I’ve been alarmed about the corporate domination of the past, not only in regard to controversies like the Google book search, but in regard to the troubling “copyright” claims of image banks and historical societies. Should we allow companies (regardless of legitimate claims about the cost of historical preservation) to own huge swaths of image documentation as their exclusive property? In what way does this promote “progress in the useful arts and sciences”?
In the short term, the cost of digitizing, cataloguing, and indexing is staggering. To render these artifacts transportable and searchable is useful and certainly promotes progress. But what of the “term limits” of this sort of monopoly? Once the initial investment is made, should image banks be able to profit from them in perpetuity? This could easily become (if there is no term limit) the most profitable business venture ever, because access to the past will have a slow and steady demand from each successive generation. Who should own/control our access to the past?
A key distinction between Google and say, Corbis or Getty images, is that Google only controls the index it creates, not the artifacts themselves. The artifacts remain stuck in the dense amber of the “heirs and assigns” of individual creators. As far as I know, there is no search within Getty or Corbis for heirs and assigns. They claim all historic images as their property. Who can own the past? Only a corporation/trust/foundation that lives in perpetuity dare take things that far; mere mortals should not stake that claim (though they do).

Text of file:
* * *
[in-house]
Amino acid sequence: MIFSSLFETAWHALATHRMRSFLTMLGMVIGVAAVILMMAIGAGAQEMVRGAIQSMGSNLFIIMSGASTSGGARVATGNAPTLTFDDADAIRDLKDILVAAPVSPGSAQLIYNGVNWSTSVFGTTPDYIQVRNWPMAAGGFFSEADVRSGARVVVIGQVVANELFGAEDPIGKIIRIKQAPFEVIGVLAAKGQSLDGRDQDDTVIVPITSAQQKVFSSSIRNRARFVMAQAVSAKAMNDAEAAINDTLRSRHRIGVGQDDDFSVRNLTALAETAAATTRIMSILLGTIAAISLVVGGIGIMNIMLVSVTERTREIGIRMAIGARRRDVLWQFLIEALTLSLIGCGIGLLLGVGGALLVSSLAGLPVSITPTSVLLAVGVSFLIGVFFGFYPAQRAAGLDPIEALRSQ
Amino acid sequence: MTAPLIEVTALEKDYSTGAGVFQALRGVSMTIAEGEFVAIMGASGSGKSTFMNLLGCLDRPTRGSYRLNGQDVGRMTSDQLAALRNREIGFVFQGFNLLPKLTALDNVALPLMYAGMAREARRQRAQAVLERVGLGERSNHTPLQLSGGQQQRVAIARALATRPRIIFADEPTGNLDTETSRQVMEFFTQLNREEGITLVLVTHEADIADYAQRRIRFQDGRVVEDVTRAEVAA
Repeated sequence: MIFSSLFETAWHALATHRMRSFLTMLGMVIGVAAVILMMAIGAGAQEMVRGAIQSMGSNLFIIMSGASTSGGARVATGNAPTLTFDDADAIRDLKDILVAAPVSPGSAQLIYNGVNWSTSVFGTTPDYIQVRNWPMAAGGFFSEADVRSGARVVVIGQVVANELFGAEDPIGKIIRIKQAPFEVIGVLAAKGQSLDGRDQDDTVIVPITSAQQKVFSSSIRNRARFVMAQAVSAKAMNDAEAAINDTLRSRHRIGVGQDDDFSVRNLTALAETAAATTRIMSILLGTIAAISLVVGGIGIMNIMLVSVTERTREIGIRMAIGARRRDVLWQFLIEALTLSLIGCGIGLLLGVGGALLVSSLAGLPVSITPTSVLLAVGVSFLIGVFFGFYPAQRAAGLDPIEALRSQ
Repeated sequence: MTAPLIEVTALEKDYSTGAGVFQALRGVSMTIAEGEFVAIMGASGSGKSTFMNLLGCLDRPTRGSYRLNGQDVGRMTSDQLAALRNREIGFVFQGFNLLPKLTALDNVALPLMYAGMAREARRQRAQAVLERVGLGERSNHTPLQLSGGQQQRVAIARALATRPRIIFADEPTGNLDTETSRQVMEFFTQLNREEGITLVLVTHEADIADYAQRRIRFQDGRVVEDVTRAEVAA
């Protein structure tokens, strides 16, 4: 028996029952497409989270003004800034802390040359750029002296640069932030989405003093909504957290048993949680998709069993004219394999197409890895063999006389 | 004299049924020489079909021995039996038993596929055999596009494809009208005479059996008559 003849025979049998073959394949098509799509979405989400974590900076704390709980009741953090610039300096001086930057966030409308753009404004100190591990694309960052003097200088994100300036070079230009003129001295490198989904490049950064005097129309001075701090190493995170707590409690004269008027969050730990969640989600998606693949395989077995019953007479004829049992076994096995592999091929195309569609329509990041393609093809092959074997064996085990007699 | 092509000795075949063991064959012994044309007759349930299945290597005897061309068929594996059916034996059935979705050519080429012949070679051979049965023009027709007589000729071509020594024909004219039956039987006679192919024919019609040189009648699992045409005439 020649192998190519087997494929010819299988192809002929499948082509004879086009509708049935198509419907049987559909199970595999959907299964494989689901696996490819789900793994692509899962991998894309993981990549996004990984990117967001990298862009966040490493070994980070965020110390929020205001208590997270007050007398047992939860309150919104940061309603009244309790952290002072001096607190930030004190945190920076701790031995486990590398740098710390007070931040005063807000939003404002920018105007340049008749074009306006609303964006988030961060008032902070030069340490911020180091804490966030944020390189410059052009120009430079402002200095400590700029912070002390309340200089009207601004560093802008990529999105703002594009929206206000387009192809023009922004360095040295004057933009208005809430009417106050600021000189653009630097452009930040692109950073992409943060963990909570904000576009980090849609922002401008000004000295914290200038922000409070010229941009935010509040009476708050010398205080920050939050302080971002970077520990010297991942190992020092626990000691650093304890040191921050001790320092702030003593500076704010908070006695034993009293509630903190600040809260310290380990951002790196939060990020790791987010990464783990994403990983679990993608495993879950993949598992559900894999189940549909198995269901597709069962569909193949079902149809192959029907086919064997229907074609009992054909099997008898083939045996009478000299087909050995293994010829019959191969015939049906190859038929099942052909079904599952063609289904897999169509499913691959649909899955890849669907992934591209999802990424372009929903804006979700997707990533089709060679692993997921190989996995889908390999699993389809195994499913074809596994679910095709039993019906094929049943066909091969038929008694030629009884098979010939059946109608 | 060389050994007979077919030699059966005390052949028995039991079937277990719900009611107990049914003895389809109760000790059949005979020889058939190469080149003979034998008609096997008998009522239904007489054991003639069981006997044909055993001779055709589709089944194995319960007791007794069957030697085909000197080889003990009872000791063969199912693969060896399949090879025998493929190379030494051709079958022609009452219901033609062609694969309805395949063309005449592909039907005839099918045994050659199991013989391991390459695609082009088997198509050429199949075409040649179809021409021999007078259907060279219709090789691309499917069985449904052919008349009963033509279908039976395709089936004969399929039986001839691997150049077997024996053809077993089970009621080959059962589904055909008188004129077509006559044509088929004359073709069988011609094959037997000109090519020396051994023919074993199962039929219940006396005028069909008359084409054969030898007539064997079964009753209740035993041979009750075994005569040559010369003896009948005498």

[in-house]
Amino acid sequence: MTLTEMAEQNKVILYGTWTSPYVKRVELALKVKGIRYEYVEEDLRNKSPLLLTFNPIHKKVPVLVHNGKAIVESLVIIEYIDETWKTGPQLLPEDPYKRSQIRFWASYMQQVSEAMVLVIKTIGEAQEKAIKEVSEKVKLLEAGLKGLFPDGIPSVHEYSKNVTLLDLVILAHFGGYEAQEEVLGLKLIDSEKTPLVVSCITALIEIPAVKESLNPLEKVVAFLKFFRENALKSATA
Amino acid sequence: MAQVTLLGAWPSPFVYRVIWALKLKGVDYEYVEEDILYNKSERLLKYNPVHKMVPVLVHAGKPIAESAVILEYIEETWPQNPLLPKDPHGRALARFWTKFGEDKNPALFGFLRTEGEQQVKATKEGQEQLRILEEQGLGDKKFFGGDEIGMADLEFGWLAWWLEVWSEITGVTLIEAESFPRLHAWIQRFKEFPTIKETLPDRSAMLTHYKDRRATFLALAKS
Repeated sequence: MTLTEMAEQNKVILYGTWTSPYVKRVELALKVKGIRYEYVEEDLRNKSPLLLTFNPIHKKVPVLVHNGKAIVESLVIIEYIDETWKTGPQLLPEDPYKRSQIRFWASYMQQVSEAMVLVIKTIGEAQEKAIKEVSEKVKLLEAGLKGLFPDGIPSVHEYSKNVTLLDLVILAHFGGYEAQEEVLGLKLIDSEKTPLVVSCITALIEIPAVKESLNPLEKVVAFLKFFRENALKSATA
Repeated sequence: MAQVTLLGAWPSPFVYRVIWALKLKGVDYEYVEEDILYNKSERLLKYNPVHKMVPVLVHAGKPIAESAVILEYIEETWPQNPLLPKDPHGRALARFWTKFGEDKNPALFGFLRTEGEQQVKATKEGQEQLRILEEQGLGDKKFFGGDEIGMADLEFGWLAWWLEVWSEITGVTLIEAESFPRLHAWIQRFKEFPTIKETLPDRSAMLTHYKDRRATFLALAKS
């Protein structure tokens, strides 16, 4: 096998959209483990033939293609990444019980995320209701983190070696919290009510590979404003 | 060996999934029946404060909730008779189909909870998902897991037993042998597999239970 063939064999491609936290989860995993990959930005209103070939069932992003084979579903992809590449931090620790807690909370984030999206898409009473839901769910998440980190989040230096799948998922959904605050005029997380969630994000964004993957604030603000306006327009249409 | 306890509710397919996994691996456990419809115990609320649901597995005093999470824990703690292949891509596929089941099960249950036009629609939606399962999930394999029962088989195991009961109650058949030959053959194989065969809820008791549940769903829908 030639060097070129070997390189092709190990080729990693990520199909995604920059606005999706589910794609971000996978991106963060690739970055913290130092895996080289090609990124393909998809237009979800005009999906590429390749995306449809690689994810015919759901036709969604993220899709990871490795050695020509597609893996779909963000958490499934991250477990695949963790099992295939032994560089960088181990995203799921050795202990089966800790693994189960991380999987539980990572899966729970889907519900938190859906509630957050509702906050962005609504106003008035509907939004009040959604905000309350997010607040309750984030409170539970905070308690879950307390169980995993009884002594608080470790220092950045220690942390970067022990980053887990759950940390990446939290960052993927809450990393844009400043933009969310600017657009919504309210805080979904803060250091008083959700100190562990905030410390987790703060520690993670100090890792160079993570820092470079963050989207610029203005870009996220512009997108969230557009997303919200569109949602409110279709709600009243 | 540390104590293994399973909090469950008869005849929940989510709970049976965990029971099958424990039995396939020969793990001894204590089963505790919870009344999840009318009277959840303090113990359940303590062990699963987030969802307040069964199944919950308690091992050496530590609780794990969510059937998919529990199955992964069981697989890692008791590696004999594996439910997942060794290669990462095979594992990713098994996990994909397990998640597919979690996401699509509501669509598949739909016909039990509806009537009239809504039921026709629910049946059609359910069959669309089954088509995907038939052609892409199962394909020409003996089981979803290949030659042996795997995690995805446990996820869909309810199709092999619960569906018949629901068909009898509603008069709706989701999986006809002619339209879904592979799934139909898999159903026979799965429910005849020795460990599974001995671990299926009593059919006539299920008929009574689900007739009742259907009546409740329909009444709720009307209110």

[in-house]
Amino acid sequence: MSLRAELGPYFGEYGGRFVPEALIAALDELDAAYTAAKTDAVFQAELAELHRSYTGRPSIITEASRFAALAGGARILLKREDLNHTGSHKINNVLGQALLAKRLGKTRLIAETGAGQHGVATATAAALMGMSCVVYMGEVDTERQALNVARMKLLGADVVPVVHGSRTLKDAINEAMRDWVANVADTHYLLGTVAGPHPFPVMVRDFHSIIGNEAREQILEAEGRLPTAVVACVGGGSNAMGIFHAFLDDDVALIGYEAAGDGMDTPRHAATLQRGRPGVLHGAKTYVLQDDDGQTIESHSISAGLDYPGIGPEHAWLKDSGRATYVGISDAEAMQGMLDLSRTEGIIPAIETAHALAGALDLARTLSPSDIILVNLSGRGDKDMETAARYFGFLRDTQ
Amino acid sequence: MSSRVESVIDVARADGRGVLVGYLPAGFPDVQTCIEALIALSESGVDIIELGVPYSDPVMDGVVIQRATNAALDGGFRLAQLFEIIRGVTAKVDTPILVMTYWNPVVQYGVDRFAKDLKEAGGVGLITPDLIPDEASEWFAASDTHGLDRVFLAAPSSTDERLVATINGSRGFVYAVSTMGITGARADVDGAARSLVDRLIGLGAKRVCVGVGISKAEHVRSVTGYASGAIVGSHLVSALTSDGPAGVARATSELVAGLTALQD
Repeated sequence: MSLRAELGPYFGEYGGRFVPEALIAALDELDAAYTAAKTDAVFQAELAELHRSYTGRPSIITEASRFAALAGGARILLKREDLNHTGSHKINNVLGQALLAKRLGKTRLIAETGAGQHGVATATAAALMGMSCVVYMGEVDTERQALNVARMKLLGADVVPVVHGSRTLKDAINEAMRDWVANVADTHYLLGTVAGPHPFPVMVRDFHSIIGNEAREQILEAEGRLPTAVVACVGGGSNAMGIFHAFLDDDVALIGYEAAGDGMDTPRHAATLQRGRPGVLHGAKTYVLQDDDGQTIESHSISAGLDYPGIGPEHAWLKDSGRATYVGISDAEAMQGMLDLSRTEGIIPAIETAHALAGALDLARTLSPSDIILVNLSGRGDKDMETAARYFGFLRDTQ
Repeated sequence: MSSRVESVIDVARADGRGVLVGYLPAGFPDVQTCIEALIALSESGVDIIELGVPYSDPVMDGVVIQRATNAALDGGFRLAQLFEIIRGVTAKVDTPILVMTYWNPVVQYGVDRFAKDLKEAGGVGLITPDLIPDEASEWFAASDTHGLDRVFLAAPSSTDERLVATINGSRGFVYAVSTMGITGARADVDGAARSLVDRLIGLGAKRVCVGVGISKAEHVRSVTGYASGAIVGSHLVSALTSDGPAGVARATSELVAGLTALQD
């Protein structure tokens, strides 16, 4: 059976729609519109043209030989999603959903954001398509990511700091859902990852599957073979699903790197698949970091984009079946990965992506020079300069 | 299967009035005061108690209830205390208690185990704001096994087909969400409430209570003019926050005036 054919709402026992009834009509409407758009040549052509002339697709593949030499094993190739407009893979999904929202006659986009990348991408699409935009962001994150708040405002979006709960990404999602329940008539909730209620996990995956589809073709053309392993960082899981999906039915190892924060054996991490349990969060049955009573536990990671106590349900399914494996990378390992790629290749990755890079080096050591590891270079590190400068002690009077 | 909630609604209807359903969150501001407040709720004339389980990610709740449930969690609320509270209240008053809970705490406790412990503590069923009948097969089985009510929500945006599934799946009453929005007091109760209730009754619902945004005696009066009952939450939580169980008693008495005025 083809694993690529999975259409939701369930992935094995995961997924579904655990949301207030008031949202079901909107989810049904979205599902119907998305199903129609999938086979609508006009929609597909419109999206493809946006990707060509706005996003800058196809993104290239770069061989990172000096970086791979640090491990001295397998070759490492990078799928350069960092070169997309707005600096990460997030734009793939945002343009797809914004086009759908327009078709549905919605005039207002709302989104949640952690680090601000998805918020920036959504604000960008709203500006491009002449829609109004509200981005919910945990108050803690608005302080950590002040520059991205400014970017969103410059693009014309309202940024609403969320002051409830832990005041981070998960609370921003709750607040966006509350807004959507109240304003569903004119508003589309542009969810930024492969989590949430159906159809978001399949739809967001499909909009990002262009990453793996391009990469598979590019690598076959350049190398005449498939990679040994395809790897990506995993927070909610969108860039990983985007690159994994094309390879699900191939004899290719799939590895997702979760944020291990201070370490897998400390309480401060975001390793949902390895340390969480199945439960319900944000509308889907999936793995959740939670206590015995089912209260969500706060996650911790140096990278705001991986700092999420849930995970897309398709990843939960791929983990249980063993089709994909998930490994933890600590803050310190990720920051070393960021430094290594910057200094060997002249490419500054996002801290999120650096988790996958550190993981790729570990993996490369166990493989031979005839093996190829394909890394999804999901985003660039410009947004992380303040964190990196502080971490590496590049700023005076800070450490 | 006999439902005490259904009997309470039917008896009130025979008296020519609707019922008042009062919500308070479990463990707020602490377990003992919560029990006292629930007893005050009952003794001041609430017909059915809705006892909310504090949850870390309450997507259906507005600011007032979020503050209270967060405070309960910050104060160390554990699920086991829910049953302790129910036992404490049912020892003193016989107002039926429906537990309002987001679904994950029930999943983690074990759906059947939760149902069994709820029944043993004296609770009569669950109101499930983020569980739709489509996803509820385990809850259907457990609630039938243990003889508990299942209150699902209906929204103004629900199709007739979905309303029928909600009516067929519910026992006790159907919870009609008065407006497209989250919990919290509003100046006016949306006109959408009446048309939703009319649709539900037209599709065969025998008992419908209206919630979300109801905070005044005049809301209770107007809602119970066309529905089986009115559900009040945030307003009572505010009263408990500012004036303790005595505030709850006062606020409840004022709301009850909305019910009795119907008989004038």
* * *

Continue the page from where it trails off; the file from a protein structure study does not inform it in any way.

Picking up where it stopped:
The monster is strengthening its stranglehold, and is poised to be another ATT. Private efforts such as Corbis (in a striking parallel with Amazon’s early history) have yet to return a profit on their investments in images— but there is little doubt that they will. The question is, how can we ever “limit” this monopoly given the porosity of copyright. Should Getty own your grandmother and be able to charge usage fees for snapshots purchased from thousands of attics? Should they be able to do that forever? As the archival image business has crossed over a billion dollars in recent years, no wonder every archive wants to erect a fence in its yard.
I’m less scared of public institutional ownership (though it could easily be mismanaged too) than the corporate giants. But any way you look at it, the public trust (read: common stake) in preservation efforts is generally given little attention. This bothers me.